Stored in the fridge, tomato powder will last indefinitely. To make your own, seed your tomato slices before dehydration or not. I leave the skins on and the seeds in. Place the slices on dehydrator trays, making sure they don’t overlap and dry until very, very crispy. This will take several hours.
Once you have crispy tomato slices, break them into small pieces and turn them into powder using your food processer or blender. I use my Magic Jack and get great results.
The Paranoid Dad’s Not-So-Secret Salsa Recipe
We love this fresh flavored salsa. You can add cilantro, if you like. I love cilantro, but Parnoid Dad says it tastes like dirt. Go figure.
In a saucepan over low heat, combine these ingredients until thoroughly heated:
3 T. oil
3 T. vinegar
3 t. salt
3 t. sugar or preferred sweetener, to taste
3 cloves garlic, pressed
Pour warmed liquid into a bowl and add 1 large can tomatoes (chopped or pureed), 1 chopped white onion, and chopped jalapenos to taste. I also add a handful of chopped cilantro. Add a nice big bag of tortilla chips, and dinner is served!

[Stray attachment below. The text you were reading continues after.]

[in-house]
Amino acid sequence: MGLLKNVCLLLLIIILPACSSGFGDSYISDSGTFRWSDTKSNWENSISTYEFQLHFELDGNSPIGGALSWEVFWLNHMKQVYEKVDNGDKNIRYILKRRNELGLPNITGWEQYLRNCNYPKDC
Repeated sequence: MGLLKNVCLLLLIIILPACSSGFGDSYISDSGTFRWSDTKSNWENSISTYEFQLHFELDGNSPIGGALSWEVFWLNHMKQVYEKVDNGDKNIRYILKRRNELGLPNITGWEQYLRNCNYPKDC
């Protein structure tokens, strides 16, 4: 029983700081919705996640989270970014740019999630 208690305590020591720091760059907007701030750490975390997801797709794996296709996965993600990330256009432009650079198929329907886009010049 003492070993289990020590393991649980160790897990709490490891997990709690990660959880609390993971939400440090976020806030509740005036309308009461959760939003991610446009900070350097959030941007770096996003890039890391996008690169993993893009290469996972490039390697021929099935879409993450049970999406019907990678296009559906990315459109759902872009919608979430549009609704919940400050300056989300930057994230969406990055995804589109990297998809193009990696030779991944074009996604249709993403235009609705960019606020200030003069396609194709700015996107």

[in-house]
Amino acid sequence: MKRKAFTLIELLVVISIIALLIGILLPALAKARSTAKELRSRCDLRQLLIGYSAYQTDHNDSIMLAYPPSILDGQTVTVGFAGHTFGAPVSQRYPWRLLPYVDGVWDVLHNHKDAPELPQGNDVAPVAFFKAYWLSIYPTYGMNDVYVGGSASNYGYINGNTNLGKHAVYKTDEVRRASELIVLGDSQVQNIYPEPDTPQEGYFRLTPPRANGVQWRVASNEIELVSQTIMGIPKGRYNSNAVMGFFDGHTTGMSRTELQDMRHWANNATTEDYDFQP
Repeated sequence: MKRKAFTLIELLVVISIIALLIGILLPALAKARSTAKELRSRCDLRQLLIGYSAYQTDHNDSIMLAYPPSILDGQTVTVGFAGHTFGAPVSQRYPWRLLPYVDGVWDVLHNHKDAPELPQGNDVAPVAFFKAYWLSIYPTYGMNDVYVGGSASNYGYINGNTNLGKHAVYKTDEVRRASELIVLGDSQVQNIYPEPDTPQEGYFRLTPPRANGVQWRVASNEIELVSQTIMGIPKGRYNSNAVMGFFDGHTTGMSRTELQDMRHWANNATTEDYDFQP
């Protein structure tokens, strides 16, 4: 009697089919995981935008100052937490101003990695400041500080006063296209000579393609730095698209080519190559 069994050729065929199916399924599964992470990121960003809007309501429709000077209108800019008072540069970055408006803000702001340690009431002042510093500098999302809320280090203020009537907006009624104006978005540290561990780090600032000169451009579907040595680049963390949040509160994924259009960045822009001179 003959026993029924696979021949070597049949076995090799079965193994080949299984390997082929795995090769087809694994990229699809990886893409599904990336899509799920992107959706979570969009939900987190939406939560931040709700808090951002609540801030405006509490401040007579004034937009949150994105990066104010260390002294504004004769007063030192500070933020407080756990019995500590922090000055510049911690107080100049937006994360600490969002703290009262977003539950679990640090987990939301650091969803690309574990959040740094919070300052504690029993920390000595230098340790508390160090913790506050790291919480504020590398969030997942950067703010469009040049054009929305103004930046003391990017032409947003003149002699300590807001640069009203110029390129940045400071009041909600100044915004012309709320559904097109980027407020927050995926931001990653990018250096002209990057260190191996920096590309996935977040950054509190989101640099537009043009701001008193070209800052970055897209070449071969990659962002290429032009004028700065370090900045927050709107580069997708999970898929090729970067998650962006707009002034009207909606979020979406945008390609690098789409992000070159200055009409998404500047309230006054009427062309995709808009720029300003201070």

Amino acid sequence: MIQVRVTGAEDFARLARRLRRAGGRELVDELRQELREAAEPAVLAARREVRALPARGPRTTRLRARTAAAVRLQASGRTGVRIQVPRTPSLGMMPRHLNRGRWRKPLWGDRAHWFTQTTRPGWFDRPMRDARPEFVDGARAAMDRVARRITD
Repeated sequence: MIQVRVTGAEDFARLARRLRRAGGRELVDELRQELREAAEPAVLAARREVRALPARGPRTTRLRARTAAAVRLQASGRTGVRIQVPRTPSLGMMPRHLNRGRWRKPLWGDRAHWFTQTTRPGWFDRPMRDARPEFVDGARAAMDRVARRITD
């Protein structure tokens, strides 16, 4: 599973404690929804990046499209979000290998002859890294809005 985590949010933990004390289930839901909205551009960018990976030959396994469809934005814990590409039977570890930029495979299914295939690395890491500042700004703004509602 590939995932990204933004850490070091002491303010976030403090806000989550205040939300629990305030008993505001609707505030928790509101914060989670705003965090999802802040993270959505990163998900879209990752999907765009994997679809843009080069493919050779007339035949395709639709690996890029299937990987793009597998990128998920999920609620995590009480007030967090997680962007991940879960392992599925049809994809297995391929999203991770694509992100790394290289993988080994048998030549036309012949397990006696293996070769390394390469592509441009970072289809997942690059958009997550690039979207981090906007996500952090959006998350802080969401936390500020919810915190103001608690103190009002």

Yes, you can make delicious, homemade ketchup, seasoned just the way you like it! I’ve found that some store brands are too sugary, and the sugar free brand is quite pricey. This is the recipe I included in my mini-book, Switch From Store-Bought to Homemade, available as a free download!
Lisa’s Homemade Ketchup
6 oz. tomato paste
1/4 c. honey*, or to taste (I also sometimes use sweeteners when I want to cut down on carbs and calories.)
1/2 c. white vinegar